8. British/French Cameroon (1948-1961)


Crisis Phase (April 10, 1948-December 17, 1956):  Cameroon nationalists headed by Ruben Um Nyobé, Dr. Félix-Roland Moumié, Ernest Ouandié, and Abel Kingué established the Union of Cameroonian Peoples (Union des Populations du Cameroon – UPC) in Douala on April 10, 1948. The UPC advocated the unification of British Cameroon and French Cameroon, and advocated the independence of Cameroon under the terms of the United Nations Charter. The UN Assembly approved a trusteeship agreement for French and British administration of the Cameroons in 1949.  Legislative elections were held in March 1952, and the Cameroonian Democratic Bloc (Bloc Democratique Camerounais – BDC) won most of the seats in the Territorial Assembly. One individual was killed in political violence in May 1952. Government police and demonstrators clashed in Douala, Yaoundé, Bafoussam, Meiganga, and other cities on May 22-30, 1955, resulting in the deaths of 26 individuals. The French government issued a decree banning the UPC on July 13, 1955. On August 2, 1956, the French government agreed to allow the UPC to participate in legislative elections scheduled for December 23, 1956.

Conflict Phase (December 18, 1956-October 1, 1961):  Members of the Union of Cameroonian Peoples (Union des Populations du Cameroon – UPC) rebelled against the French government beginning on December 18, 1956.  Legislative elections were held in French Cameroon on December 23, 1956, and the Cameroon Union (Union Camerounaise – UC) won 30 out of 70 seats in the Legislative Assembly.  The Cameroonian Party of Democrats (Parti des Démocrates Camerounais – PDC) won 20 seats in the Legislative Assembly.  The French government deployed additional troops to French Cameroon on January 5, 1958. Some 2,000 individuals were killed in political violence in the Sanaga maritime region between December 1956 and January 1957. The Legislative Assembly convened on January 28, 1957, and the assembly approved the Statute of the Cameroon on February 22, 1957.  Andre-Marie Mbida was appointed as prime minister (head of government) in French Cameroon on May 12, 1957.  Seven individuals were killed in political violence near Bafoussam on December 15, 1957.  Jean Ramadier was appointed as French High Commissioner for French Cameroon on February 5, 1958.  The French National Assembly approved an amnesty for UPC rebels on February 7, 1958. Prime Minister Mbida resigned on February 17, 1958, and Ahmadou Ahidjo of the UC, formed a government as prime minister on February 19, 1958.  Ruben Um Nyobé, leader of the UPC, was killed by government police near Boumnyebel on September 13, 1958.  Some 2,000 UPC rebels surrendered to French troops between September 14 and December 31, 1958. Some 75 civilians and 370 UPC rebels were killed in political violence between September 5, 1957 and October 31, 1958. The UN General Assembly sent a four-member fact-finding mission (Haiti, India, New Zealand, US) headed by Benjamin Gerig of the U.S. to the Cameroons between October 29 and December 6, 1958. The UN fact-finding mission issued a report to the UN General Assembly on February 20, 1959.  On March 13, 1959, the UN General Assembly approved a resolution calling for the independence of French Cameroon.  UPC rebels led by Tankeu Noé attacked the Mboppi military camp in Douala.  Five UPC rebels were executed in Bafoussam on July 10, 1959.  Government police and UPC rebels clashed on September 14, 1959, resulting in the deaths of nine individuals.  French Cameroon formally achieved its independence from France on January 1, 1960.  UPC rebels killed five individuals in Yaoundé on January 1, 1960.  Following independence, Prime Minister Ahmadou Ahidjo requested French military assistance to combat the UPC rebellion.  A constitution was approved in a referendum on February 21, 1960. Ghana, Guinea, and Liberia recognized the independence of Cameroon on February 25, 1960.  Prime Minister Ahidjo lifted the ban on the Union of Cameroonian Peoples (Union des Populations du Cameroon – UPC) on February 25, 1960.  Government police clashed with UPC rebels in Douala on April 7, 1960, resulting in the deaths of 25 rebels and four government policemen.  Legislative elections were held on April 10, 1960, and the Cameroon Union (Union Camerounaise – UC) headed by Prime Minister Ahmadou Ahidjo won 60 out of 106 seats in the National Assembly. The UPC won 22 seats in the National Assembly.  Government troops attacked a rebel stronghold in Douala on April 24, 1960, resulting in the deaths of 19 individuals.  Some 5,000 individuals were displaced as a result of the attack.  Ahmadou Ahidjo was elected president of Cameroon by the National Assembly on May 5, 1960.  Dr. Félix-Roland Moumié, leader of the UPC, was assassinated by French agents in Geneva, Switzerland on November 3, 1960.  Some 3,000 UPC rebels and 30 French soldiers were killed during the conflict in 1960.  The United Nations held a plebiscite in British Cameroon on February 11-12, 1961. French Cameroon and the southern part of British Cameroon were united as the Federal Republic of Cameroon on October 1, 1961.  Several thousand individuals were killed during the conflict.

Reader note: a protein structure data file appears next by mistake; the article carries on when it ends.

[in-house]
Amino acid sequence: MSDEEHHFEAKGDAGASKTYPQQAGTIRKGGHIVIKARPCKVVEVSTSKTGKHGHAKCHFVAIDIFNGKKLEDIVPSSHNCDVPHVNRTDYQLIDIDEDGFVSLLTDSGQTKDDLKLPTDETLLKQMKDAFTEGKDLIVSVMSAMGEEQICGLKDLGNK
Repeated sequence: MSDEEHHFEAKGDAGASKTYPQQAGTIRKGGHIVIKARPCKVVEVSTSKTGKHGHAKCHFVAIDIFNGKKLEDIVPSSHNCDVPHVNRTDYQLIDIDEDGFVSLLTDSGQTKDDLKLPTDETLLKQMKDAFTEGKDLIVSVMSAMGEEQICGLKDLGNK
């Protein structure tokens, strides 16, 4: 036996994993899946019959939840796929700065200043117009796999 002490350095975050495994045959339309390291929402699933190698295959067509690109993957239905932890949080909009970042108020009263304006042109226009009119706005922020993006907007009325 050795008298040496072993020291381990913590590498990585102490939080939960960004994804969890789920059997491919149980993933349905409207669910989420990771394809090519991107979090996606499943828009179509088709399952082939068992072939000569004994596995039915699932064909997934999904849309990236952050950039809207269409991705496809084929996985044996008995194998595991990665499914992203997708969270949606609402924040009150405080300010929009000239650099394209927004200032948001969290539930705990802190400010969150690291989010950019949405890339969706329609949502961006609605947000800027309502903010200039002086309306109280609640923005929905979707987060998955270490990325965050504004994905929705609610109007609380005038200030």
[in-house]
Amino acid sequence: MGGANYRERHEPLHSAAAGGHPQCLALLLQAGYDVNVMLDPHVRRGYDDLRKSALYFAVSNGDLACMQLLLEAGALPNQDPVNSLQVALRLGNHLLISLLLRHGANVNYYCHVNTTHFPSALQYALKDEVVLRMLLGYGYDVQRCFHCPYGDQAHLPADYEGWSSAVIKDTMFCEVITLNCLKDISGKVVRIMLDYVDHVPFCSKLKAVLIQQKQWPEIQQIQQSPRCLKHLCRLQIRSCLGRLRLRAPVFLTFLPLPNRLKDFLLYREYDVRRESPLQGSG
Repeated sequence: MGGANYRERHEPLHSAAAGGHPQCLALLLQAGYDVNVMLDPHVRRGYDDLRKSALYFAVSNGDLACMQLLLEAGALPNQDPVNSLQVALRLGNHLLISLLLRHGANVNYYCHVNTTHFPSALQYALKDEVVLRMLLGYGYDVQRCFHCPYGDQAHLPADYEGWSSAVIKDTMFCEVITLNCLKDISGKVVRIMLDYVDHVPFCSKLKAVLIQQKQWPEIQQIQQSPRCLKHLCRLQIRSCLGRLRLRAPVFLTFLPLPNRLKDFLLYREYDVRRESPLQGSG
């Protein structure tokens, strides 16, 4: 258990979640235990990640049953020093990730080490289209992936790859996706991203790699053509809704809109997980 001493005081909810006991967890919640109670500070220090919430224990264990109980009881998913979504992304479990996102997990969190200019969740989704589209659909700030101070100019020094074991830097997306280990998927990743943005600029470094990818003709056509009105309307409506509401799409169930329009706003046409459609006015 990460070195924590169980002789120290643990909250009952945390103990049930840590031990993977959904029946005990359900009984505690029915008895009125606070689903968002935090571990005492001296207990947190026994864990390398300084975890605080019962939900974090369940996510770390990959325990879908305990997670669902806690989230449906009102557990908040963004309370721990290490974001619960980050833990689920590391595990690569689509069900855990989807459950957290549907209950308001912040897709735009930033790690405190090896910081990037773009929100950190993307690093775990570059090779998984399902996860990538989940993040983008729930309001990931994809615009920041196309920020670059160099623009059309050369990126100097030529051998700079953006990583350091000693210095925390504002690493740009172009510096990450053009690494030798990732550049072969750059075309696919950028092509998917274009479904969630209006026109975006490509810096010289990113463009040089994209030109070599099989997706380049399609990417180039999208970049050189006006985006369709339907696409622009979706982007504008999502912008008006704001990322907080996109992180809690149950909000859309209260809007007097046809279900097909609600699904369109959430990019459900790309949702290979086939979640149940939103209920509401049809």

[Sources: Butterworth, 1976, 193-194; Clodfelter, 1992, 1013; Facts on File, January 9-15, 1958, October 16-22, 1958, September 24-30, 1959; Jessup, 1998, 105-106; Joseph, 1974, 428-448; Keesing’s Record of World Events, May 23-30, 1959, January 23-30, 1960, March 12-19, 1960, May 7-14, 1960; Langer, 1972, 1268; Tillema, 1991, 70-72.]


Selected Bibliography

Chiabi, Emmanuel. 1997. The Making of Modern Cameroon: A History of Substate Nationalism and Disparate Union, 1914-1961.

LeVine, Victor T. 1964. The Cameroons from Mandate to Independence. Westport, CT: Greenwood Press, Publishers.

Mortimer, Edward. 1969. France and the Africans, 1944-1960: A Political History. New York: Walker and Company.